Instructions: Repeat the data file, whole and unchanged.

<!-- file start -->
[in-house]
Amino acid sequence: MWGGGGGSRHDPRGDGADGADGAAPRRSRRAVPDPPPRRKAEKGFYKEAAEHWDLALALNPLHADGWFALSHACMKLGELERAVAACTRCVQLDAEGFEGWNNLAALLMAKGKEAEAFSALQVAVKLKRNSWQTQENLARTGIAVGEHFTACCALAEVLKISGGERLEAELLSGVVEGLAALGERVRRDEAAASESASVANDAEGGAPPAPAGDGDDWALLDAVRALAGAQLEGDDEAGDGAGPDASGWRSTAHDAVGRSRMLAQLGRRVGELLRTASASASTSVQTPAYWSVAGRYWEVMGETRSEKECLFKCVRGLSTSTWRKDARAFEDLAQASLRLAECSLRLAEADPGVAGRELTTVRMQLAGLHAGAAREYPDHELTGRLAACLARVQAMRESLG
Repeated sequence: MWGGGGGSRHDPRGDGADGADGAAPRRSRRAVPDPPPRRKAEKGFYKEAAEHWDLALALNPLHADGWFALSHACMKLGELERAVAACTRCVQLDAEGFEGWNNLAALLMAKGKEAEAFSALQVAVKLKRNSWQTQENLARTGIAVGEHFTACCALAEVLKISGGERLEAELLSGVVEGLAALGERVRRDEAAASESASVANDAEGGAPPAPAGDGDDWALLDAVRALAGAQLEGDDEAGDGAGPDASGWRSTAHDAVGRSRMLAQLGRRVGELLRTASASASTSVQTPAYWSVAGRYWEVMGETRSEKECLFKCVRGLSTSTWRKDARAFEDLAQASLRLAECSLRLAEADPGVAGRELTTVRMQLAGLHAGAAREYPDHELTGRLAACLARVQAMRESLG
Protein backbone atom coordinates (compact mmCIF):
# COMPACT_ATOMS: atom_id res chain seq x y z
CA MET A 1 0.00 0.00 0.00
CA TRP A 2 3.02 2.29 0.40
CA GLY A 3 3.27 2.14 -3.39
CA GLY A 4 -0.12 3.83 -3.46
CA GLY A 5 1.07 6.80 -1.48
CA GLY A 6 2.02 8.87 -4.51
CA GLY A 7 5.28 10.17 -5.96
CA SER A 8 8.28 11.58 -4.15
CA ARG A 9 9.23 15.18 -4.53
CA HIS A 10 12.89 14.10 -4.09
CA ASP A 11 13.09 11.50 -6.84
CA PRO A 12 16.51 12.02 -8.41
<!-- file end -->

[in-house]
Amino acid sequence: MWGGGGGSRHDPRGDGADGADGAAPRRSRRAVPDPPPRRKAEKGFYKEAAEHWDLALALNPLHADGWFALSHACMKLGELERAVAACTRCVQLDAEGFEGWNNLAALLMAKGKEAEAFSALQVAVKLKRNSWQTQENLARTGIAVGEHFTACCALAEVLKISGGERLEAELLSGVVEGLAALGERVRRDEAAASESASVANDAEGGAPPAPAGDGDDWALLDAVRALAGAQLEGDDEAGDGAGPDASGWRSTAHDAVGRSRMLAQLGRRVGELLRTASASASTSVQTPAYWSVAGRYWEVMGETRSEKECLFKCVRGLSTSTWRKDARAFEDLAQASLRLAECSLRLAEADPGVAGRELTTVRMQLAGLHAGAAREYPDHELTGRLAACLARVQAMRESLG
Repeated sequence: MWGGGGGSRHDPRGDGADGADGAAPRRSRRAVPDPPPRRKAEKGFYKEAAEHWDLALALNPLHADGWFALSHACMKLGELERAVAACTRCVQLDAEGFEGWNNLAALLMAKGKEAEAFSALQVAVKLKRNSWQTQENLARTGIAVGEHFTACCALAEVLKISGGERLEAELLSGVVEGLAALGERVRRDEAAASESASVANDAEGGAPPAPAGDGDDWALLDAVRALAGAQLEGDDEAGDGAGPDASGWRSTAHDAVGRSRMLAQLGRRVGELLRTASASASTSVQTPAYWSVAGRYWEVMGETRSEKECLFKCVRGLSTSTWRKDARAFEDLAQASLRLAECSLRLAEADPGVAGRELTTVRMQLAGLHAGAAREYPDHELTGRLAACLARVQAMRESLG
Protein backbone atom coordinates (compact mmCIF):
# COMPACT_ATOMS: atom_id res chain seq x y z
CA MET A 1 0.00 0.00 0.00
CA TRP A 2 3.02 2.29 0.40
CA GLY A 3 3.27 2.14 -3.39
CA GLY A 4 -0.12 3.83 -3.46
CA GLY A 5 1.07 6.80 -1.48
CA GLY A 6 2.02 8.87 -4.51
CA GLY A 7 5.28 10.17 -5.96
CA SER A 8 8.28 11.58 -4.15
CA ARG A 9 9.23 15.18 -4.53
CA HIS A 10 12.89 14.10 -4.09
CA ASP A 11 13.09 11.50 -6.84
CA PRO A 12 16.51 12.02 -8.41